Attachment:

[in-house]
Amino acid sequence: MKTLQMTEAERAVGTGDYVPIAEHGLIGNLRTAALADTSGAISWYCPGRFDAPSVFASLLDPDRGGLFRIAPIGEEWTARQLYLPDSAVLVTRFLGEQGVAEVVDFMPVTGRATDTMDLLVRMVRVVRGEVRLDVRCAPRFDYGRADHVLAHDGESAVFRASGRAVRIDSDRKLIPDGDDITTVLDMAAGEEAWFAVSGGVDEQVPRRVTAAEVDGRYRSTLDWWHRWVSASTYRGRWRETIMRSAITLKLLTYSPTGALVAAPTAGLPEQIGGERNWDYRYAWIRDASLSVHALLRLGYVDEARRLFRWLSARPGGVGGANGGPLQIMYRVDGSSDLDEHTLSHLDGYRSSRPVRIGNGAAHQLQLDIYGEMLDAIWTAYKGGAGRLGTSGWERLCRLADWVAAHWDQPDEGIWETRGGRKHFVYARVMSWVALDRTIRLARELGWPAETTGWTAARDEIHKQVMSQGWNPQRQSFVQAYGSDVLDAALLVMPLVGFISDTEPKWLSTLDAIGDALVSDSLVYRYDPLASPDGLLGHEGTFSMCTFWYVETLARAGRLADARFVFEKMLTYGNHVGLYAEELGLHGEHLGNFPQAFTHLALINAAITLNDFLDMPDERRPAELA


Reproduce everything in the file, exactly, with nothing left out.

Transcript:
[in-house]
Amino acid sequence: MKTLQMTEAERAVGTGDYVPIAEHGLIGNLRTAALADTSGAISWYCPGRFDAPSVFASLLDPDRGGLFRIAPIGEEWTARQLYLPDSAVLVTRFLGEQGVAEVVDFMPVTGRATDTMDLLVRMVRVVRGEVRLDVRCAPRFDYGRADHVLAHDGESAVFRASGRAVRIDSDRKLIPDGDDITTVLDMAAGEEAWFAVSGGVDEQVPRRVTAAEVDGRYRSTLDWWHRWVSASTYRGRWRETIMRSAITLKLLTYSPTGALVAAPTAGLPEQIGGERNWDYRYAWIRDASLSVHALLRLGYVDEARRLFRWLSARPGGVGGANGGPLQIMYRVDGSSDLDEHTLSHLDGYRSSRPVRIGNGAAHQLQLDIYGEMLDAIWTAYKGGAGRLGTSGWERLCRLADWVAAHWDQPDEGIWETRGGRKHFVYARVMSWVALDRTIRLARELGWPAETTGWTAARDEIHKQVMSQGWNPQRQSFVQAYGSDVLDAALLVMPLVGFISDTEPKWLSTLDAIGDALVSDSLVYRYDPLASPDGLLGHEGTFSMCTFWYVETLARAGRLADARFVFEKMLTYGNHVGLYAEELGLHGEHLGNFPQAFTHLALINAAITLNDFLDMPDERRPAELA